Reasons behind changes on starting modules after v1.5?

After version 1.5 Elixir changed mechanism of starting children under a supervisor.
Personally I preferred the previous way using:

children = [
worker(MyApp.MyModule, )

This worked just fine and I actually understood it.
In the newest version, placing:

children = [

and then defining a child.spec function directly in the module like:

def child_spec(opts) do
    id: __MODULE__,
    start: {__MODULE__, :start_link, [opts]},
    type: :worker,
    restart: :permanent,
    shutdown: 500

or, as the documentation mentions no need to do that if the module imports:

use GenServer

Can someone shed some light on this unintuitive process, is it a bug?

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Can you try to clarify which part is non-intuitive? In those scenarios I usually ask myself: would I dislike the new approach if I had learned it first? It helps you remove any bias and put what is non-intuitive into words.

If I had to guess, you don’t like that the definition is now a bit more hidden away from you. Although between worker(Foo) and Foo, the only information being hidden is the type of worker.

The release announcement covers the rationale behind this change. In a nutshell, the way the previous syntax passed arguments was confusing to most. Especially when it came to options.

Folks would write:

worker(Foo, [option1: :foo, option2: :bar])

Which would actually be called as:

Foo.start_link({:option1, :foo}, {:option2, :bar})

The new syntax always uses Foo.start_link/1 and completely removes the argument dance.

Finally, the fact the user of the module had to pass the supervision specification led to misuses. For example, earlier versions of Phoenix used worker(Ecto.Repo) instead of supervisor(Ecto.Repo). I have seen folks using tasks but forgetting to declare them as temporary, etc. In most cases, I would say it makes the most sense for the service to declare how it is supervised and not otherwise.

EDIT: I have changed the supervisor docs to explain first the child specification with maps and then I explain the shortcut with the reason why it matters: elixir/lib/elixir/lib/supervisor.ex at eddf6b372d873802debd22e63da4be785b49f83a · elixir-lang/elixir · GitHub


What is the best way of handling the case where you want to start the child with different options?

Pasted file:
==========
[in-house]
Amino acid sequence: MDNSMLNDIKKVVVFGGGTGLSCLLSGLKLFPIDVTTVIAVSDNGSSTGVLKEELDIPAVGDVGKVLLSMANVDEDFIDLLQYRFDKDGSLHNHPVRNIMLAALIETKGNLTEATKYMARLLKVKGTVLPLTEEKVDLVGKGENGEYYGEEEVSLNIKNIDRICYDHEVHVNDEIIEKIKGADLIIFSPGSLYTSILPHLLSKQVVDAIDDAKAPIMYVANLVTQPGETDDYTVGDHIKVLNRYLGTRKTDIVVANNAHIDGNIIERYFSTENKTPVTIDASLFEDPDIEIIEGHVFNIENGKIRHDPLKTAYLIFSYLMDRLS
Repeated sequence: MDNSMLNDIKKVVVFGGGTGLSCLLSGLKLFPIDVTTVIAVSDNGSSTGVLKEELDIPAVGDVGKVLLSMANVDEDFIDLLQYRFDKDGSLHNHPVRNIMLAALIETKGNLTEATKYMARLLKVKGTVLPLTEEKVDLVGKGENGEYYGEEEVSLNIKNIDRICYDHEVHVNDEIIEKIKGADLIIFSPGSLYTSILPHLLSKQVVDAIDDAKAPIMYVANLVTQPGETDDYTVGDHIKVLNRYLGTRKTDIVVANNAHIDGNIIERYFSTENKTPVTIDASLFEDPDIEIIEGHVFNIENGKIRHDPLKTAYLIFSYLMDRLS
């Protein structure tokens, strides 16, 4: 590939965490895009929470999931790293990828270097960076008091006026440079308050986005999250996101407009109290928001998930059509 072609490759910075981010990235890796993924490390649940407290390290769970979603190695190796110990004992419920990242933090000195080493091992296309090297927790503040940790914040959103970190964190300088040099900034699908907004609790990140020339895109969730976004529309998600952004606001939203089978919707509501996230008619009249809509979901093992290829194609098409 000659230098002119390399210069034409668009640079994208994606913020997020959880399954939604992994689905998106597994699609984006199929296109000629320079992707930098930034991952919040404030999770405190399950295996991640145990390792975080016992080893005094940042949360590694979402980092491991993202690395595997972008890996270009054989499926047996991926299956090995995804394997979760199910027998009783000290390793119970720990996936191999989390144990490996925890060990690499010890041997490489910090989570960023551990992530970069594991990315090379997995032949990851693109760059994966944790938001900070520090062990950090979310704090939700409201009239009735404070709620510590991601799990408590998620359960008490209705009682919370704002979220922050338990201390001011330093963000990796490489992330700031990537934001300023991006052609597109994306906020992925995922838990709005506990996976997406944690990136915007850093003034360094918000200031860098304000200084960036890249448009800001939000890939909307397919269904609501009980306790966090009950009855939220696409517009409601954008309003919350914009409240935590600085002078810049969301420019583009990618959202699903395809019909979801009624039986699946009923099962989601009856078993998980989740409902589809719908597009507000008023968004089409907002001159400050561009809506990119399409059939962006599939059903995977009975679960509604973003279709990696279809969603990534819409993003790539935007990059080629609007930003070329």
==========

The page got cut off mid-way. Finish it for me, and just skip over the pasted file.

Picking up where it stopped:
I believe the new syntax is {MyApp.MyModule, different_opts}

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Doesn’t this just mean that in one sense you are splitting the startup options?

Do you mean we are splitting arguments like url: "ecto://..." as in

children = [
  {MyApp.Repo, url: "ecto://localhost:4567/my_dev"},

and options like restart: :transient?

If you look at the six fields in a child only two are really only dependent on the child itself and they are whether it is a worker or supervisor and its dependent modules wrt code upgrading. All the others are really dependent on the supervisor which manages the child. So having them in a child callback seems a bit misplaced, that’s all.

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You can still specify them in the supervisor if you want to. You can update any child_spec with the child_spec/2 function:

Supervisor.child_spec SomeModule, restart: :temporary

Since child specs are maps, you can also use the functions in the map modules, but the child_spec/2 makes sure you are using the proper keys and setting the proper values.

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Yes, of course, but it just seems out of place to specify things in the child code which is supervisor specific. It gives the impression that there is only one way to use this child.


Many of child specification options tie directly with how the process is implemented. If you are using {:stop, :shutdown, state} for clean shutdown of your GenServer, you likely do not want your supervisor to restart it on shutdown signals. If you need to do something that may take more than 5 seconds on terminate, the supervisor shutdown time needs to reflect that.

That’s why many libraries including poolboy and a couple modules in OTP expose their own child_spec function that returns the child specification. The child specification they return is not set in stone but it should be considered as the default way to run those processes unless you know what you are doing.

Luckily the impression there is only one way to use those children is easily solvable and we do mention such mechanisms in the Supervisor docs.